The CFL’s 2021 season (a shortened 14-game season, and its first return to regular-season games since the cancellation of the 2020 season over COVID-19) begins Thursday night with the Hamilton Tiger-Cats on the road against the Winnipeg Blue Bombers (8:30 p.m. Eastern, ESPN2), and the season will again receive full coverage on ESPN. The league has had a long relationship with ESPN, dating back to 1980 (the first football game of any sort on the nascent network was a Toronto Argonauts-Montreal Alouettes contest that year), but its U.S. coverage has sometimes been scattered amongst networks like NFL Network and NBCSN as well. However, since 2014, the CFL has been an exclusive-to-ESPN property, and that continued with a multi-year deal in 2019. And ESPN put out a release Wednesday with their full CFL schedule for this year. Here’s more from that release:
ESPN networks and ESPN+ will document the return of the Canadian Football League (CFL), offering fans in the United States access to all 68 games in 2021, starting with tomorrow’s season-opener: a 2019 Grey Cup rematch between the champion Winnipeg Blue Bombers and the Hamilton Tiger-Cats at 8:30 p.m. ET on ESPN2.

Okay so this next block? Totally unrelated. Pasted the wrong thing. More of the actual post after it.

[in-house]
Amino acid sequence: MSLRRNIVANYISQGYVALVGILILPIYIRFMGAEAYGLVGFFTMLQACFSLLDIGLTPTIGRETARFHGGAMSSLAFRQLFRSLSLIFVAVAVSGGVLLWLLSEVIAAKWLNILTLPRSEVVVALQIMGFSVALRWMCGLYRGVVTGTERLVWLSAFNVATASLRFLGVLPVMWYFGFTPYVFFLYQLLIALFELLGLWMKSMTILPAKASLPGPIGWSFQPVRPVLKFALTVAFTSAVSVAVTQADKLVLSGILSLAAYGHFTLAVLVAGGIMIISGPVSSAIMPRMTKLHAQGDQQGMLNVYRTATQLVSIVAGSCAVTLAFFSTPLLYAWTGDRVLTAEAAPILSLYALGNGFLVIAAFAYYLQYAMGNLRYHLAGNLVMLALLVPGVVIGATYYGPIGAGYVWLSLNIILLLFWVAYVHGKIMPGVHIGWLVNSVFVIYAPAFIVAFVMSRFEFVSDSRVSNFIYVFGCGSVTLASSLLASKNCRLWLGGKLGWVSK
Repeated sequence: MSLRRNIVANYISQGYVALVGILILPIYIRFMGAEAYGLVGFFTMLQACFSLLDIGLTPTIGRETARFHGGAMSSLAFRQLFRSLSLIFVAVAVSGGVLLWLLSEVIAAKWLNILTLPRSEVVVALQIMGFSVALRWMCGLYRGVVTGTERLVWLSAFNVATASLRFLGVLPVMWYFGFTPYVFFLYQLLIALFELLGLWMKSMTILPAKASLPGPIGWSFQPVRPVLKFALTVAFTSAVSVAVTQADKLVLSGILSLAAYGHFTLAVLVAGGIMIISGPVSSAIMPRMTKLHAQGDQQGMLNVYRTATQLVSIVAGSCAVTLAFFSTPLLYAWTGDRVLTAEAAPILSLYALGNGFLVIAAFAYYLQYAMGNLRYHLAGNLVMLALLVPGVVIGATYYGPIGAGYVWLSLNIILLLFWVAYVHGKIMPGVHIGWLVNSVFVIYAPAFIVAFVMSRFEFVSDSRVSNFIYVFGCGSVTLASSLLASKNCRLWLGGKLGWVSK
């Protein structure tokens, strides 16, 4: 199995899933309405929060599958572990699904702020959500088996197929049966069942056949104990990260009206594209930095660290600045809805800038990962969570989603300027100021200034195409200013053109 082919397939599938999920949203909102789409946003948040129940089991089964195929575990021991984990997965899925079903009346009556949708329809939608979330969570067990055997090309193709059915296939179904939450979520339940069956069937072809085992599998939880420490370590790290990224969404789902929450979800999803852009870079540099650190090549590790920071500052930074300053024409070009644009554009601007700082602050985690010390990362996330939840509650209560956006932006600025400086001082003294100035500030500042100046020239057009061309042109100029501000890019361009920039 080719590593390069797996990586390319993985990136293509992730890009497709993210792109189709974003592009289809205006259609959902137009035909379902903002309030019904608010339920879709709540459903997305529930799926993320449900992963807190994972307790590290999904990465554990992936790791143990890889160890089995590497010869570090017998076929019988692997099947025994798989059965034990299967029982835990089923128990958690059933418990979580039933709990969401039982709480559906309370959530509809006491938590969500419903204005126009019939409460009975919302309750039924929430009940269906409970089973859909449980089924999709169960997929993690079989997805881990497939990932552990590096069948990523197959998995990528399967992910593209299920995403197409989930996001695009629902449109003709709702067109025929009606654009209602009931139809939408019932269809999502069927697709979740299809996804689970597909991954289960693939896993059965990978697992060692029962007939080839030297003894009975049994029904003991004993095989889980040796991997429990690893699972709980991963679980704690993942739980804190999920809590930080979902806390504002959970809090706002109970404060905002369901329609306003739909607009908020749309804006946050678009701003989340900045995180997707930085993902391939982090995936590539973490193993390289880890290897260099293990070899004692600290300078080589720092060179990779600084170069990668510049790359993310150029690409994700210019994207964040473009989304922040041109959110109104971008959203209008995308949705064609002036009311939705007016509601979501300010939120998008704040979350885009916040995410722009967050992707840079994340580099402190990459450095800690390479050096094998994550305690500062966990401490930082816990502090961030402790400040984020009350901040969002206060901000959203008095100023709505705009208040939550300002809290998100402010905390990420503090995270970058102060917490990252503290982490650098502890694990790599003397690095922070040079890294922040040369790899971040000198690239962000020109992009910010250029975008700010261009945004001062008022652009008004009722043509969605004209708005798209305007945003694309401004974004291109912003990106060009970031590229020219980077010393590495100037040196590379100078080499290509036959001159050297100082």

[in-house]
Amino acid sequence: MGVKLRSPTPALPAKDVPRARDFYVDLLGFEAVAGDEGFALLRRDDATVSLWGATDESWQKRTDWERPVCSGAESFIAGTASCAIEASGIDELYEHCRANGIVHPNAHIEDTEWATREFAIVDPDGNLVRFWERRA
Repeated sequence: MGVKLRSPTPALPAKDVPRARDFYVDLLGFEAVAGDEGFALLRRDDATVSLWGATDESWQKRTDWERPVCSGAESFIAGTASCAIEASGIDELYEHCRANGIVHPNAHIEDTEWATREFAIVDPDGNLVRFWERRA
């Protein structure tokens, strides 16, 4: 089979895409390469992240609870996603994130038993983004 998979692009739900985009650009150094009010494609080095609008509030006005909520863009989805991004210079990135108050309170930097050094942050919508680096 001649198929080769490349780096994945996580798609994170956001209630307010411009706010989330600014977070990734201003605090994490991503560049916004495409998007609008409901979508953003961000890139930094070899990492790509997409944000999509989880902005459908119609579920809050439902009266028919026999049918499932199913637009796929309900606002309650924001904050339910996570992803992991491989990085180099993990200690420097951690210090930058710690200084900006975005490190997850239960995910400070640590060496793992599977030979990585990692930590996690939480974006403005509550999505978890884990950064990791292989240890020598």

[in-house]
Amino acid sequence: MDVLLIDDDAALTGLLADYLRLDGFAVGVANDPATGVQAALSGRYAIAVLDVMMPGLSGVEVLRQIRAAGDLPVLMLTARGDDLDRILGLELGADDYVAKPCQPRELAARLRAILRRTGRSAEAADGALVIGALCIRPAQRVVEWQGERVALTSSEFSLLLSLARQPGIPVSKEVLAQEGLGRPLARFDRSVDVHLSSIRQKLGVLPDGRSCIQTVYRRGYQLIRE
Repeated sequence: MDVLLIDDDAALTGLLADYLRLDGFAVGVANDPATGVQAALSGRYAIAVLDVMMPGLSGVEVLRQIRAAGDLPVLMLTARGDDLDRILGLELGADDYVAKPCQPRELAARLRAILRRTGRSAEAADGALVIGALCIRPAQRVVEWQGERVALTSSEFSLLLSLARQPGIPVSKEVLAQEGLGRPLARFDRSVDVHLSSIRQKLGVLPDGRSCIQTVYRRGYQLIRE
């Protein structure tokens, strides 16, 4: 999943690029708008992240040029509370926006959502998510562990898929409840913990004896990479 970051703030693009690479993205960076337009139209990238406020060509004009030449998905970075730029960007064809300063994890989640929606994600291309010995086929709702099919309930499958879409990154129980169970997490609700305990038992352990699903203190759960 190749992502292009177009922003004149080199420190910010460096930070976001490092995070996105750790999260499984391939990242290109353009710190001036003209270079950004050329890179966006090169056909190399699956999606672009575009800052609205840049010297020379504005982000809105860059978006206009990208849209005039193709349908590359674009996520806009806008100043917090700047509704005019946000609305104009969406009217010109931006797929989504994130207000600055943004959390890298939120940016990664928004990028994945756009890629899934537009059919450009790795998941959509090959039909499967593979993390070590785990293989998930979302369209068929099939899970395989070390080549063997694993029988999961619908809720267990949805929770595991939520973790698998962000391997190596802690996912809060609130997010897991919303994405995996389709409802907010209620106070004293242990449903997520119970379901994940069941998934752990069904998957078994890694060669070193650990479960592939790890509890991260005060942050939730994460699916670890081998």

As part of a multi-year agreement, ESPN2, ESPNEWS and ESPN+ will combine to present every CFL game live, culminating with the Semi-Finals, Finals and 108th Grey Cup on Dec. 12. The 2021 schedule features 14 games for each team, which includes Thursday night games in the summer, Friday night football each week and Saturday night games throughout the season.
That schedule features seven games on ESPN2, including Thursday’s opener, the 108th Grey Cup on December 12 and the Eastern semifinal on November 28. It also has eight games on ESPNEWS, including the three other playoff games. The remaining 53 games will be on ESPN+. In 2019, at least 20 games were carried on linear TV, so this comes with more of an ESPN+ shift than we’ve seen before, but it’s notable that this is a shortened season with less total games (and less summer games, which are the ones more likely to air on linear ESPN networks).
And the ESPN+ move isn’t all bad. It’s an extra cost for those who have ESPN via cable or satellite but don’t yet subscribe to ESPN+, but it’s a nice boost for those cord-cutters who only have ESPN+ and not ESPN’s linear networks. And this particular schedule makes it very viable to watch the CFL in the U.S. without a linear ESPN subscription, at least until the playoffs. We’ll see how this CFL on ESPN season is received.